Having your own reusable water bottle on hand undoubtedly helps cut down on single-use plastic bottles. But if you’re keen to take your eco-friendly hydrating habits one step further, there’s now a bottle that’s made of plant materials.
Opening isn’t for people who want to gulp their water down • Not double-wall insulated so won’t keep drinks cold or hot for long
A simple, planet-helping, aesthetically-pleasing reusable bottle you’ll want to show off to your pals.
Specialising in reusable bottles made from plant waste, S’Wheat is a Scottish startup created by two friends and university graduates, Amee Ritchie of Edinburgh College and Jake Elliott-Hook of Queen Margaret University, who successfully crowdfunded their project into reality.
Their reusable, biodegradable bottles have been created using wheat straw, a form of agricultural residue. It’s the stalk part of cereal plants that remains after they’ve been harvested. Wheat straw uses are limited — in some cases, it’s used as a biofuel, or commonly, as animal feed. Where legal, much of it is burnt in the open, resulting in huge pollutant emissions that can affect air quality. But it can also be used as a raw material to be pulped into paper — and now, it’s been made into a brand new BPA-free material for these bottles, one that isn’t plastic or steel.
So, this bottle not only utilises plant waste, it’ll save you buying those horrendous single-use plastic vessels anytime you’re thirsty — and with an estimated 8 million tonnes of plastic waste entering the global marine environment each year, you need to have your own reusable bottle, like yesterday. Plus, the S’Wheat team says it plants a tree for every sale, and you can track its progress, which to be honest is probably not the reason you’d buy a product but it’s a nice green addition.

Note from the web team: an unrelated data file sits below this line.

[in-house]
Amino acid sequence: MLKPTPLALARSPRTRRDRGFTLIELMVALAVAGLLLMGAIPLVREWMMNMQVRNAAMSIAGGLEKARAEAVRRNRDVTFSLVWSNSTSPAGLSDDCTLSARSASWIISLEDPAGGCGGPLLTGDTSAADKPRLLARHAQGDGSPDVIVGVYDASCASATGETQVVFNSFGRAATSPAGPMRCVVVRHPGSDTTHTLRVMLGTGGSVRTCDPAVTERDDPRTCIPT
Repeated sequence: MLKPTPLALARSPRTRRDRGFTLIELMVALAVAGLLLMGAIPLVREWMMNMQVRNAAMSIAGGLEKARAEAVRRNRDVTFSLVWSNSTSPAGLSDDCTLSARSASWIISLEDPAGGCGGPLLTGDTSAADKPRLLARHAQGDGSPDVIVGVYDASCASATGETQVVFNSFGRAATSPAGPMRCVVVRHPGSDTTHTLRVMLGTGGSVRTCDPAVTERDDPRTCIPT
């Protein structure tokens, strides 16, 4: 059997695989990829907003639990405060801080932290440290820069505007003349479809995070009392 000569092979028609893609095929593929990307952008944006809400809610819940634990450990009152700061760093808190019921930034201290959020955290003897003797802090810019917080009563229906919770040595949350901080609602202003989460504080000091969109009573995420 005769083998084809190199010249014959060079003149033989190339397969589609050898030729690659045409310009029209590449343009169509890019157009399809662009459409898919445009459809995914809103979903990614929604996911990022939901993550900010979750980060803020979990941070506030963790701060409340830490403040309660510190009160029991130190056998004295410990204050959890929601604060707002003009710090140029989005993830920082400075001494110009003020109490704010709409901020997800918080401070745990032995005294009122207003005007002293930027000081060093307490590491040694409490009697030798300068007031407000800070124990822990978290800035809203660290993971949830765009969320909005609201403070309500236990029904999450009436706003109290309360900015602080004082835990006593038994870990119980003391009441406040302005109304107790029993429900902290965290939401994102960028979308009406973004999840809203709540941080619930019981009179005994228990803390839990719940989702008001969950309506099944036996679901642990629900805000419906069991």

As a piece of smart, simple design, the S’Wheat is extremely pretty. The bottle comes in four pastel hues with a minimal matte finish: blue, pink, green, and beige.
S’Wheat doesn’t come with bells and whistles — though it does come equipped with a matching-hued carabiner to clip to your backpack or belt. I’m talking no smart devices to beep at you and tell you when to drink water, no infusion receptacles. Although it uses a form of insulation to allow the container to handle hot and cold liquids, it isn’t double-wall insulated, so doesn’t keep your drink cold or hot for long periods like a Hydroflask, S’Well, or Klean Kanteen bottle. However, not all good water bottles keep your beverage warm or cool — one of my favourite bottles ever is the Memobottle, designed by Australian duo Jesse Leeworthy and Jonathan Byrt, which values fitting in your bag perfectly (oh, so perfectly) over temperature regulation.
But rather than being a super tech-loaded bottle, the S’Wheat keeps it simple: super easy to clean, holds liquids without leaks, and fits easily in smallish backpacks (I use a Moleskine Classic Small Backpack and they’re pretty light on space).
Being made of its own fancy plant material, the bottle doesn’t add a tinny taste to your water the way some metal bottles do. The bottle features a lock mechanism in the lid which you can slide open and drink from. It’s not a large opening, so if you like to gulp your water down, this will feel like more of a dribble, but enough comes through. This might be good for those attempting a grand day out while we’re still in a state of lockdown or closed businesses — drinking a little bit over a longer period of time instead of a lot really fast could potentially reduce your need for public toilet pee breaks (and the long queues that go with them).
Though it might seem steeper than a cheap plastic single-use bottle, S’Wheat’s £25 ($34) price point seems pretty standard for a modern reusable bottle — they can range anywhere from £20-35 ($35-50) depending on their level of features. And it’s an investment in your planet, remember?
Overall, the S’Wheat bottle is pretty simple: it looks great, it holds water, it’s easily portable. Although it’s not one of the fancier bottles on the market, with all the trimmings, the startup’s commitment to making a product from plants (and one that’s meant to lessen the amount of single-use plastic bottles fending up in the ocean) bolsters this bottle as a solid eco-conscious choice.